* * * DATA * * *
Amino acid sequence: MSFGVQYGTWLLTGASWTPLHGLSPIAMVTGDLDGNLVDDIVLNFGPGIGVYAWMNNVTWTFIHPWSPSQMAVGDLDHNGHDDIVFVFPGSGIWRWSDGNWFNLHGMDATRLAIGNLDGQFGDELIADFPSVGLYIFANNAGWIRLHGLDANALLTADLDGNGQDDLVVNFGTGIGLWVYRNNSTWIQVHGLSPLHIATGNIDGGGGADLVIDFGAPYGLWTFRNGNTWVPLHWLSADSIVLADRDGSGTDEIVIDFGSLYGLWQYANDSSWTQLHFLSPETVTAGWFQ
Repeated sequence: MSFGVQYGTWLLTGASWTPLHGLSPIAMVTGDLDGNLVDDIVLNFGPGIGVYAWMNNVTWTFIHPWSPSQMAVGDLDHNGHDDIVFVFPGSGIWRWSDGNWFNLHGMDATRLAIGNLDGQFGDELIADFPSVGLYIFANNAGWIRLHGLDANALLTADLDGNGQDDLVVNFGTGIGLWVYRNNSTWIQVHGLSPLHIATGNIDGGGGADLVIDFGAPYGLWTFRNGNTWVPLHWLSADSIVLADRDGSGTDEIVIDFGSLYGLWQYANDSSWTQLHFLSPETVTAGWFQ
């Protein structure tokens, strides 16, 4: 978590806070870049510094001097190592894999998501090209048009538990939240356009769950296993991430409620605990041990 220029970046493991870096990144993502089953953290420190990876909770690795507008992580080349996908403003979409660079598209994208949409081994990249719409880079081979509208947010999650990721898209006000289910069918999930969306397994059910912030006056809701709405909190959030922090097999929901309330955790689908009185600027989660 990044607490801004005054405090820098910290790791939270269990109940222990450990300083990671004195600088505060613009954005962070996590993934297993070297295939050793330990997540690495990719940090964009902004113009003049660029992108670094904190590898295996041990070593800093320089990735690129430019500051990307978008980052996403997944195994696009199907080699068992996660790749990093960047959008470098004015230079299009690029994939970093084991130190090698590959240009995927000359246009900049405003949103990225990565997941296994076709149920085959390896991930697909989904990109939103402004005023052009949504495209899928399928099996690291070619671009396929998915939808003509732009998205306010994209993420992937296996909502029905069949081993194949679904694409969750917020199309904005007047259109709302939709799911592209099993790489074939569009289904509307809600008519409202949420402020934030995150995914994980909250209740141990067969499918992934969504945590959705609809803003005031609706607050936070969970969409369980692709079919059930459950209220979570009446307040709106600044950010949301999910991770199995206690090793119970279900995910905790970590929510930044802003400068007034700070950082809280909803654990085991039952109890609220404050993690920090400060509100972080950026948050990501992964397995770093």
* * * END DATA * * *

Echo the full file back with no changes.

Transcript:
Amino acid sequence: MSFGVQYGTWLLTGASWTPLHGLSPIAMVTGDLDGNLVDDIVLNFGPGIGVYAWMNNVTWTFIHPWSPSQMAVGDLDHNGHDDIVFVFPGSGIWRWSDGNWFNLHGMDATRLAIGNLDGQFGDELIADFPSVGLYIFANNAGWIRLHGLDANALLTADLDGNGQDDLVVNFGTGIGLWVYRNNSTWIQVHGLSPLHIATGNIDGGGGADLVIDFGAPYGLWTFRNGNTWVPLHWLSADSIVLADRDGSGTDEIVIDFGSLYGLWQYANDSSWTQLHFLSPETVTAGWFQ
Repeated sequence: MSFGVQYGTWLLTGASWTPLHGLSPIAMVTGDLDGNLVDDIVLNFGPGIGVYAWMNNVTWTFIHPWSPSQMAVGDLDHNGHDDIVFVFPGSGIWRWSDGNWFNLHGMDATRLAIGNLDGQFGDELIADFPSVGLYIFANNAGWIRLHGLDANALLTADLDGNGQDDLVVNFGTGIGLWVYRNNSTWIQVHGLSPLHIATGNIDGGGGADLVIDFGAPYGLWTFRNGNTWVPLHWLSADSIVLADRDGSGTDEIVIDFGSLYGLWQYANDSSWTQLHFLSPETVTAGWFQ
């Protein structure tokens, strides 16, 4: 978590806070870049510094001097190592894999998501090209048009538990939240356009769950296993991430409620605990041990 220029970046493991870096990144993502089953953290420190990876909770690795507008992580080349996908403003979409660079598209994208949409081994990249719409880079081979509208947010999650990721898209006000289910069918999930969306397994059910912030006056809701709405909190959030922090097999929901309330955790689908009185600027989660 990044607490801004005054405090820098910290790791939270269990109940222990450990300083990671004195600088505060613009954005962070996590993934297993070297295939050793330990997540690495990719940090964009902004113009003049660029992108670094904190590898295996041990070593800093320089990735690129430019500051990307978008980052996403997944195994696009199907080699068992996660790749990093960047959008470098004015230079299009690029994939970093084991130190090698590959240009995927000359246009900049405003949103990225990565997941296994076709149920085959390896991930697909989904990109939103402004005023052009949504495209899928399928099996690291070619671009396929998915939808003509732009998205306010994209993420992937296996909502029905069949081993194949679904694409969750917020199309904005007047259109709302939709799911592209099993790489074939569009289904509307809600008519409202949420402020934030995150995914994980909250209740141990067969499918992934969504945590959705609809803003005031609706607050936070969970969409369980692709079919059930459950209220979570009446307040709106600044950010949301999910991770199995206690090793119970279900995910905790970590929510930044802003400068007034700070950082809280909803654990085991039952109890609220404050993690920090400060509100972080950026948050990501992964397995770093």